Classic Family Izakaya with Added Jerk Chicken!
Published: January 25, 2021
Ever found yourself in need of a traditional family-run izakaya with 40 years of experience cooking the classics? How about a traditional family-run izakaya with 40 years of experience cooking the classics and a Caribbean twist? Well, if that’s you then look no further than Izakaya Fukagawa in Kitasuna, Koto-ku, where the Nozawa family have been serving delicious home cooked favourites since the 1980s. On a recent evening, we dropped in for a chat with the second-generation owner and his charming mother.
Located on Maruhachi street a few minutes’ walk south of Ojima station on the Shinjuku line, Izakaya Fukagawa looked very warm and inviting on a chilly winter’s evening. We stepped inside and heard a potted version of its history from owner Mr. Nozawa. “My father originally opened the place in the 1980s in the Fukagawa area as a yakitori restaurant, hence the name,” he explained. “He was famously very fussy about the quality of ingredients and also served as a representative at the large summer festival there. After the restaurant moved here to Kitasuna he retained the name”
The yakitori legacy lives on with a wide selection available. Pictured here are, from left: salted liver and negi onions (negi shio reba 180 yen), homemade minced chicken balls (tsukune 150 yen), plump shrimp wrapped in pork (ebi buta bara maki 250 yen) and mochi rice cakes wrapped in bacon (mochi bacon 200 yen). They were excellent, and would be perfect accompanied by a nice cold beer.
Following the tasty and filling yakitori Mrs. Nozawa produced another speciality, this beef tongue stew (700 yen) served with crunchy garlic bread (300 yen). The tongue, slowly simmered in a rich demi glace sauce for hours, was so soft it just melted in the mouth. We purred with pleasure at this hearty winter warmer (and my colleague took home an extra portion for her family).
Another winter favourite is this wildly popular gyu-motsu nikomi (600 yen). Little known outside Japan, it contains honeycomb beef tripe and other offal, plus an array of vegetables such as daikon radish, carrot and burdock root. Simmered slowly to soften the tripe, it’s a meaty, flavoursome and healthy dish for a cold midwinter night.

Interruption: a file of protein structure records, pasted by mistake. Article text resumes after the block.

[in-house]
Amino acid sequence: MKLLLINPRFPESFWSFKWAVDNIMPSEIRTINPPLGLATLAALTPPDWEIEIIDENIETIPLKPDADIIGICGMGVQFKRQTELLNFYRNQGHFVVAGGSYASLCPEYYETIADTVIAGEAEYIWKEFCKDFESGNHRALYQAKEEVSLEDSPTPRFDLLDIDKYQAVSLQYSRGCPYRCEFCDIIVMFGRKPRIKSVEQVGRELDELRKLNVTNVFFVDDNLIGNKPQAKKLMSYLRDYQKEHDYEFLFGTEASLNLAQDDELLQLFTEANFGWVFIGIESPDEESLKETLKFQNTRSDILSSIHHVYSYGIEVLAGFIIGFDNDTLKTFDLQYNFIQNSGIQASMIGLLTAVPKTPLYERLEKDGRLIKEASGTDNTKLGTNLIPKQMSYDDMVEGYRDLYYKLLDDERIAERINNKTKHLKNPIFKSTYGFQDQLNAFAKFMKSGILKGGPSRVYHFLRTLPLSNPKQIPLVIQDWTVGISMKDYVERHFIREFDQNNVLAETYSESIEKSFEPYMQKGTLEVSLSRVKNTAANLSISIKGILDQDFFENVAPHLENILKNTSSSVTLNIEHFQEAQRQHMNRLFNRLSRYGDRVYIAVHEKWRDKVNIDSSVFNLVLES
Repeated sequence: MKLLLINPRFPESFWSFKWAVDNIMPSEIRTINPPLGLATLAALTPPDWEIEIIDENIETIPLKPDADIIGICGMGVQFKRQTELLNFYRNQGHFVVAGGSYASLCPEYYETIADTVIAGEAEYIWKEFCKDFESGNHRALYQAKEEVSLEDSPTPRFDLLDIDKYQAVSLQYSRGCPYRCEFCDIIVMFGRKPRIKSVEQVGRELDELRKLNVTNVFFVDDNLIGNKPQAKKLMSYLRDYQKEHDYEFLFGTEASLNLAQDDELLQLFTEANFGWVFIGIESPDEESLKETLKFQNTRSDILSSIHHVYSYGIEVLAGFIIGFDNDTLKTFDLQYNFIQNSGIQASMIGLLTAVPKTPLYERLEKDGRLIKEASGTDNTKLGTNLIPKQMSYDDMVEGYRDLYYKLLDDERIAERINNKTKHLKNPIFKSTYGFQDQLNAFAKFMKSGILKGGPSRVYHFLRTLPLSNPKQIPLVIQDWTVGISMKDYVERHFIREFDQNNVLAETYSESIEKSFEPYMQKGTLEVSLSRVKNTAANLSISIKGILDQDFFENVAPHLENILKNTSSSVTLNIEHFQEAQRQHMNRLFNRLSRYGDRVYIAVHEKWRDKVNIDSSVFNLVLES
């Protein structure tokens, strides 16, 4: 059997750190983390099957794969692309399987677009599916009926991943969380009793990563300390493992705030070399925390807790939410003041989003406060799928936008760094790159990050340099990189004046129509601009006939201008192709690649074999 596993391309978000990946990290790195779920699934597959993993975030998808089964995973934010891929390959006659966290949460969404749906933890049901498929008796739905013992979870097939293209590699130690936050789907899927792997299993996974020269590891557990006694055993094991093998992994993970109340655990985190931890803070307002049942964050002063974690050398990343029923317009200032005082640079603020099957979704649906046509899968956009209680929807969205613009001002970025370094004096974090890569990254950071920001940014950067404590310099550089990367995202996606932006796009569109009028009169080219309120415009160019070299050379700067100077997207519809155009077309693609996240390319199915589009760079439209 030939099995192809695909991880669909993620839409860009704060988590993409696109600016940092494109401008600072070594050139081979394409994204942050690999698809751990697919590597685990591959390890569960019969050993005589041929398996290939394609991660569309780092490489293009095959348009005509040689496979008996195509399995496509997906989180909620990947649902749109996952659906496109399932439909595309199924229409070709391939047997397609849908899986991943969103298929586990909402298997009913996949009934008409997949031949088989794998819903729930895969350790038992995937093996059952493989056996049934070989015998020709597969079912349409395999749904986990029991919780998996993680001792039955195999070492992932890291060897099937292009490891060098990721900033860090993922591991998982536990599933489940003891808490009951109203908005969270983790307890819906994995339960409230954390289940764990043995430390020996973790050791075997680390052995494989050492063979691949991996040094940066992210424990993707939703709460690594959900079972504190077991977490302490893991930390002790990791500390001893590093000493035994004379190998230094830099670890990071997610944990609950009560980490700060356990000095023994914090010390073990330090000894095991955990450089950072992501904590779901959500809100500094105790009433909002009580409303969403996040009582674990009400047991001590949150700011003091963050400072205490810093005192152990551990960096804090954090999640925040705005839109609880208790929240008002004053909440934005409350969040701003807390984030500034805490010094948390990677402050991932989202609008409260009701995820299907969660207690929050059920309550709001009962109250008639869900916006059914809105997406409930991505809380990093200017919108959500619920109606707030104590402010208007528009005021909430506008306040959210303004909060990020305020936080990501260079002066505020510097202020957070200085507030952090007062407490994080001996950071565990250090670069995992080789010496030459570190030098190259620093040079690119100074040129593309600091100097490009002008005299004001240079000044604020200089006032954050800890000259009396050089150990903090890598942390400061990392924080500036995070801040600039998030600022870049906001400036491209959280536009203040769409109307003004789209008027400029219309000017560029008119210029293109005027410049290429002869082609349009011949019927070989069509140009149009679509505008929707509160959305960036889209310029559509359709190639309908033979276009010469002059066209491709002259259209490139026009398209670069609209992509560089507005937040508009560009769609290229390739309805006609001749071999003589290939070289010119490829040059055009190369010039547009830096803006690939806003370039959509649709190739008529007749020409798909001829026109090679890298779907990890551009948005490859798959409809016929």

The comfortable atmosphere at Izakaya Fukagawa was further enhanced by the rather unusual background music of 1960s and 70s ska and early reggae classics lilting through the speakers. On inquiry it transpired that Mr. Nozawa had worked as a designer and in the music business for many years. This work had taken him to Jamaica where he was smitten by the local classic dish known as jerk chicken. It’s chicken breast marinated in a blend of allspice, lime juice, Caribbean chili peppers, brown sugar, nutmeg, ginger, garlic, and a whole lot more.
It’s an absolute treat, pungently spicy in a warming sense, not burn-your-tongue fiery. At 600 yen, it’s a bargain too. One can imagine it would be unbeatable on a warm summer night, washed down with an ice-cold beer, top rankin’ tunes on the go. It’s very tasty in winter, too.
The menu features around 16 kinds of yakitori, a host of small dishes, many deep-fried favourites such as karaage chicken, various fried noodles, tofu dishes, salads, sausages, spaghetti, pizzas, and so much more. Something for everyone in fact, and at reasonable prices.
In particular the hot plate thick fried noodles (teppan futomen yakisoba 600 yen) and the dry keema curry (650 yen) are popular items. Izakaya Fukagawa attracts a very wide crowd, including local regulars, young people and music fans who come from all over. The food’s great, the drinks cold and the atmosphere warm. If you’re in the area, just drop in. You won’t regret it!
Story and photographs by Stephen Spencer